In the midst of one of the worst economic crises in memory, the Georgia General Assembly has to make some extremely difficult financial decisions. I don't envy the legislators' job.
To make their challenge even harder, up pops Gov. Sonny Perdue with some budget add-ons. This time we aren't talking about concrete fish ponds. While teachers are being furloughed, state employees laid off and budgets slashed to the bone, news reports say our chief executive desires to spend $9 million to finish a horse show complex at the fairgrounds in Houston County. He also has $67 million proposed for a rural economic development program that includes over a half-million dollar grant to move Little League Baseball Inc. to where else? Houston County.
There's more. The former veterinarian wants $7.7 million for a new building at the University of Georgia vet school. Knowing that the school is packed to the gills and then some, that potential expenditure is worthy of consideration. But not $10 million to help move the College Football Hall of Fame to Atlanta after it fumbled opportunities in South Bend, Ind., and Kings Mill, Ohio.
The reasoning coming out of the governor's office for the pork projects is that the expenditures will help "economic development." Hogwash.
You want to talk economic development? According to a study by the Atlanta Regional Council for Higher Education, Georgia college graduates average twice the income and half the unemployment of high school graduates. On average, college graduates pay 72 percent more in state and local taxes than non-graduates.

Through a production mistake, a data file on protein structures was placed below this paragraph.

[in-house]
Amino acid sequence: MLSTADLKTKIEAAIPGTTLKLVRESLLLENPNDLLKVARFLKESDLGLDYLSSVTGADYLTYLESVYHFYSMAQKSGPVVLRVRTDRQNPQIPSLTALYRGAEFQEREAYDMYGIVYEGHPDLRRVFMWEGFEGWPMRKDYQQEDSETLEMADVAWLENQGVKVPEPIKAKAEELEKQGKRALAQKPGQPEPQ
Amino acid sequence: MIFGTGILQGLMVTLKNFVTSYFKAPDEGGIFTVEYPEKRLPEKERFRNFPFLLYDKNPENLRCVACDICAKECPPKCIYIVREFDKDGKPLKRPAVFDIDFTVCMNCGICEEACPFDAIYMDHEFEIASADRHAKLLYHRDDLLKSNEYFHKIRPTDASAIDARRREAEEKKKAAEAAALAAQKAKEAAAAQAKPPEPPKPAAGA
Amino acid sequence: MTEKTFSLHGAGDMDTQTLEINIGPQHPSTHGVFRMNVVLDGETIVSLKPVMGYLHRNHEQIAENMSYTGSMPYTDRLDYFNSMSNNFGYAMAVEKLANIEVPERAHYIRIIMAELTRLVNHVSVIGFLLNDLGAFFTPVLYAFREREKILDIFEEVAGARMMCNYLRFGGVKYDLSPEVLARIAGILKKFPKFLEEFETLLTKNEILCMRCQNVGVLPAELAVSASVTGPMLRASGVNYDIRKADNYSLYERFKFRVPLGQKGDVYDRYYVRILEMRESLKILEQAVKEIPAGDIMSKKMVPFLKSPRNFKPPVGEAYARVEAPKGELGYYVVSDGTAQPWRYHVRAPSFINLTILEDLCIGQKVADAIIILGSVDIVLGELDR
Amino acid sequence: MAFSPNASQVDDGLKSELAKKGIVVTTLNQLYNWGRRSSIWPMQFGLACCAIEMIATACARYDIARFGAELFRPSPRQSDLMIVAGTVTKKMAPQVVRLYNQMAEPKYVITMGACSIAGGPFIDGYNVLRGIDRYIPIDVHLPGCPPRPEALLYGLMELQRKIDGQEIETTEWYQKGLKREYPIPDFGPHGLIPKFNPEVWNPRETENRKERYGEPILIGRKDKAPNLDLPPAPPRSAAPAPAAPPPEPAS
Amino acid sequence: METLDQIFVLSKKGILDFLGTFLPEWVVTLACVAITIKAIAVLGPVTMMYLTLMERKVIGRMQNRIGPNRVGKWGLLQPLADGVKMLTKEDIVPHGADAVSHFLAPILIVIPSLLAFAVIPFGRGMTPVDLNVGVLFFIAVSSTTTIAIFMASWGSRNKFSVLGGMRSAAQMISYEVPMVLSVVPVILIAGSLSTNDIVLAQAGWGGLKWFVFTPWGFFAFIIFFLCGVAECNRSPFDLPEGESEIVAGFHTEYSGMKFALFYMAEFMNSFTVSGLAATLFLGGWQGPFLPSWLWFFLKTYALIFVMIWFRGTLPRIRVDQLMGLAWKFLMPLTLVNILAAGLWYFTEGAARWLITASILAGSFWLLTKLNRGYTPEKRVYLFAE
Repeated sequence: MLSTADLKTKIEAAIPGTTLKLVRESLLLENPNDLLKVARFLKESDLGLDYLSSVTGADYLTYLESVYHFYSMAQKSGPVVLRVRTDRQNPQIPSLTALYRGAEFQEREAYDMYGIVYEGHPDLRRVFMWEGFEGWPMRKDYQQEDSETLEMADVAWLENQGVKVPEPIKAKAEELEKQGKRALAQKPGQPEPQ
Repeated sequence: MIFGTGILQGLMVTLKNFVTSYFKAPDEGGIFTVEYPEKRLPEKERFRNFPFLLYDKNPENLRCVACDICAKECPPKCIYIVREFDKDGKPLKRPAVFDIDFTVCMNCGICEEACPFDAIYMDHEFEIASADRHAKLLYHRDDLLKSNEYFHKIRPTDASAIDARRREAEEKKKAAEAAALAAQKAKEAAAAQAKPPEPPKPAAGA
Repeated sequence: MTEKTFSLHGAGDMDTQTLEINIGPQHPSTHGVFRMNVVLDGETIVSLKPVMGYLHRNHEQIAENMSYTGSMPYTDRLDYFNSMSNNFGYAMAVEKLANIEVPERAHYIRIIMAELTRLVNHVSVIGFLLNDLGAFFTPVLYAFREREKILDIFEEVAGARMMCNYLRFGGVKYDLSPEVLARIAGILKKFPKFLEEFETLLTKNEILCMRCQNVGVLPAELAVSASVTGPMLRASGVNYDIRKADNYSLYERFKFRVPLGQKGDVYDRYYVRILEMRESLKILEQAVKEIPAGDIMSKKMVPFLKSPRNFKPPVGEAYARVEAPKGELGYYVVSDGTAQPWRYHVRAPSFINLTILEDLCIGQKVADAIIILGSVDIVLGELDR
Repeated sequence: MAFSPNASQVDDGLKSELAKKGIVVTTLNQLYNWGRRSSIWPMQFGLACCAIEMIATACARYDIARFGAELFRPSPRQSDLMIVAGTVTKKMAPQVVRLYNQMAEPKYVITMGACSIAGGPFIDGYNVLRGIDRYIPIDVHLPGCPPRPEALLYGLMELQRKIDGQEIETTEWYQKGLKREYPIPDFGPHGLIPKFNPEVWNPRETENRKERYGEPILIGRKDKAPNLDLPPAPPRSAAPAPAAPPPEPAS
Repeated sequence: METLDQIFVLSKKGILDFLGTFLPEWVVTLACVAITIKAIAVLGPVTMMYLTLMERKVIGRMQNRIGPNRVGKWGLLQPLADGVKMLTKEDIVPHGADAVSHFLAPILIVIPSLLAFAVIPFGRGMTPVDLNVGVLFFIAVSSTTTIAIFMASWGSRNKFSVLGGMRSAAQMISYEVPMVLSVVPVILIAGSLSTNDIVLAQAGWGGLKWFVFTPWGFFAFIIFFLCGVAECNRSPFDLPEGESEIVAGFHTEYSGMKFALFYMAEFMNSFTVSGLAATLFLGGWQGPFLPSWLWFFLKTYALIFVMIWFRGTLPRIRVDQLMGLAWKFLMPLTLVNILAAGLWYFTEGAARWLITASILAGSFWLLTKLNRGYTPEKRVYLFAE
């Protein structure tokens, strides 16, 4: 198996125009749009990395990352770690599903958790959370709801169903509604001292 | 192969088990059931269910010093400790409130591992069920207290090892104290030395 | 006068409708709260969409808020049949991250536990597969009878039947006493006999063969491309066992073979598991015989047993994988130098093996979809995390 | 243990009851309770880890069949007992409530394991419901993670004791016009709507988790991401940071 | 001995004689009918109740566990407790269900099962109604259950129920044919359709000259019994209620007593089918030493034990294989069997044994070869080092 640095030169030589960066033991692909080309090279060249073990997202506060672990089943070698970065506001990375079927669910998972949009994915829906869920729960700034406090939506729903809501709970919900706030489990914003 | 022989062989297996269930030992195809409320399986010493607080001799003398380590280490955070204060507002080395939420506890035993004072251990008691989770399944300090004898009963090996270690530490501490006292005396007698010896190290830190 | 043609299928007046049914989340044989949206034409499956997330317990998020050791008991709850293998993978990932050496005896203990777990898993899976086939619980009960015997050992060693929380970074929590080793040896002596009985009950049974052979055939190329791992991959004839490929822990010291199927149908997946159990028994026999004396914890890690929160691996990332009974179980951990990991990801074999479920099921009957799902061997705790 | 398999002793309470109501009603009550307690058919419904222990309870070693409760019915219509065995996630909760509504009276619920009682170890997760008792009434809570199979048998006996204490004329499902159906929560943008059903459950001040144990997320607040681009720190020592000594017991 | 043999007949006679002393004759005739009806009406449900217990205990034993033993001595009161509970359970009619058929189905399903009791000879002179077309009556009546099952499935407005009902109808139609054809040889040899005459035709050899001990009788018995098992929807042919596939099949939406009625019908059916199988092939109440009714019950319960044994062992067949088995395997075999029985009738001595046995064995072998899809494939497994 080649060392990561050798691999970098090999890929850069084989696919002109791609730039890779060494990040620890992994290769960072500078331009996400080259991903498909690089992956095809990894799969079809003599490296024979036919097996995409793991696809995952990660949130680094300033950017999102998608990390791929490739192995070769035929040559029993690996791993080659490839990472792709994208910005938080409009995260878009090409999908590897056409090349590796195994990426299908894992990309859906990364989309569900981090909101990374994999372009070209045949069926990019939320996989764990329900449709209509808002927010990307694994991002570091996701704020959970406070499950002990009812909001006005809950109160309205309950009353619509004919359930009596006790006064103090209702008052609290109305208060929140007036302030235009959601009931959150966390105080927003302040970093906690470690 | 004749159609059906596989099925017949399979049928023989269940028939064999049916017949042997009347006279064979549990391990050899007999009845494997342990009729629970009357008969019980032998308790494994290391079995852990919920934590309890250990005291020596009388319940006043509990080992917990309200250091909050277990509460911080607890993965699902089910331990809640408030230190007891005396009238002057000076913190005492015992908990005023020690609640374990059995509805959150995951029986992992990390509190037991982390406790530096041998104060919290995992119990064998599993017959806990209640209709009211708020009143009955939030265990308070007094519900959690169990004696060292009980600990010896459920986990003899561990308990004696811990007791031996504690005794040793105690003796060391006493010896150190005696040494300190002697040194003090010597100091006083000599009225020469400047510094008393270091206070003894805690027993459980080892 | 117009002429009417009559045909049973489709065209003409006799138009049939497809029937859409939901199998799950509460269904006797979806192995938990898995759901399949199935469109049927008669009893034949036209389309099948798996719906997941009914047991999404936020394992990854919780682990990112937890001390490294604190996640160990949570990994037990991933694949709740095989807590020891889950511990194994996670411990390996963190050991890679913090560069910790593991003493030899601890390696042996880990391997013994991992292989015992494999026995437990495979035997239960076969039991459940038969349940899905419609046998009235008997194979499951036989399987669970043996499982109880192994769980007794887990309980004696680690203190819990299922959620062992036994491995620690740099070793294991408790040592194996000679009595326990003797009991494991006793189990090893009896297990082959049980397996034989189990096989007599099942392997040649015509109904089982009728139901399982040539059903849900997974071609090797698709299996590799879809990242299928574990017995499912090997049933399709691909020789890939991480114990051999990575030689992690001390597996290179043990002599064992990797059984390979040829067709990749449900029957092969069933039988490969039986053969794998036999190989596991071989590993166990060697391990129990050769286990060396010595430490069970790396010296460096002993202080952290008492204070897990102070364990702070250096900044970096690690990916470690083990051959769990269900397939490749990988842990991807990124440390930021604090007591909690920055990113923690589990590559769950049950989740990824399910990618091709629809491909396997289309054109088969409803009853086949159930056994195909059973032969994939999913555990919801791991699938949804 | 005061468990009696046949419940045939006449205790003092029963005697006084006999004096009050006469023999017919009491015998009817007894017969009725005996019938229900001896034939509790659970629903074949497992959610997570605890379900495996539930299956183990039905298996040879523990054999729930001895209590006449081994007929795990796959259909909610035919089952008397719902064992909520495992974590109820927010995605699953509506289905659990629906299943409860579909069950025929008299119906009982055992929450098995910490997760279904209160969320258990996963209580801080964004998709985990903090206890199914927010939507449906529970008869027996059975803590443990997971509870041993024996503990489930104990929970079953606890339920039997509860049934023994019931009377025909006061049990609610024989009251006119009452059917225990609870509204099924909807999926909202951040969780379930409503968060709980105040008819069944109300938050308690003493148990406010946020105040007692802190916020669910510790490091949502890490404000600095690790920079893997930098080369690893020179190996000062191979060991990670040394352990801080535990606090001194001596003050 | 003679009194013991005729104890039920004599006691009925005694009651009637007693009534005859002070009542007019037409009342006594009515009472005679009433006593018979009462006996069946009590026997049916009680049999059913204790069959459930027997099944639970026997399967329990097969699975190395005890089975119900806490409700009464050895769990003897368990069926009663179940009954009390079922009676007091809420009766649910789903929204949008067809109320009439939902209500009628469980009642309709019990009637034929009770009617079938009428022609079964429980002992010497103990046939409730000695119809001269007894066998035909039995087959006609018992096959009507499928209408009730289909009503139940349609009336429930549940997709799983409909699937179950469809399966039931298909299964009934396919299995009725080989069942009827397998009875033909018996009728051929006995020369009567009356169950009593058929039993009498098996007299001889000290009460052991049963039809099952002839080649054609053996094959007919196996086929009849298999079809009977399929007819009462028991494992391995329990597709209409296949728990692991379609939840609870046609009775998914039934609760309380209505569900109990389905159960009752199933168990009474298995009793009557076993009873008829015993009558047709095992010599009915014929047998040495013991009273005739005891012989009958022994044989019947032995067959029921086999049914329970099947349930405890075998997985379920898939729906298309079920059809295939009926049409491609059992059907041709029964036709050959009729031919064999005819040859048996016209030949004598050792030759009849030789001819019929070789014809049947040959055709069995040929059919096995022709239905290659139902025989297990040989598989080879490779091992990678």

ARCHE says one-fourth of Georgia adults who did not finish high school live in poverty and 86 percent of prisoners in Georgia did not continue education beyond high school. Their incarceration costs you and me nearly $800 million annually, the report states. I could go on, but I think you get the drift.
How does one attend college and successfully attain a degree and contribute their tax dollars to a state in bad need of every dime available? They generally come through a proficient K-12 feeder system. I am not convinced that a horse park in Houston County does much to improve public education in our state. Also, I doubt seriously that a high-tech firm will move its headquarters to Atlanta just to be near O.J. Simpson's chin strap.
In the meantime, public education is getting sliced and diced and no one seems able to stop the bleeding. I spoke recently to the Georgia PTA during their visit to the Legislature. In a profession that has more special interest groups than a yard dog has fleas, nobody sees public education in the broad perspective better than citizen-volunteers in the PTA.
The Georgia PTA is tracking close to 100 pieces of legislation having to do with public education in the House and Senate this session. Some bills are good, some are bad and few are just plain ugly, including House Bill 615 from Rep. Timothy Bearden, R-Villa Rica, that would allow concealed weapons to be brought into public schools, among other places. Sen. Majority Leader Chip Rogers, R-Woodstock, told me he wants to get government out of our schools and Bearden wants government to allow concealed weapons into our schools. Am I missing something here?
The truth is that education in Georgia lags near the bottom of the national barrel because, despite the rhetoric from our politicians, our state doesn't have a cohesive plan for improving public education, and there is no entity or individual that seems able to change that perception.
Where is State School Superintendent Kathy Cox? Does she have a vision for public education that we the people can rally around and tell our legislators what we want our schools to be, instead of vice versa? She may have the greatest plan since Pontius was a pilot, but I don't know what it is and I doubt you do, either.
In the meantime, teachers are getting furloughed and students could soon be packing heat in the classroom. While all of this is going on, Sonny Perdue wants to build a horse barn with our tax dollars.
Even the horses have to be embarrassed.
E-mail columnist Dick Yarbrough at email@example.com.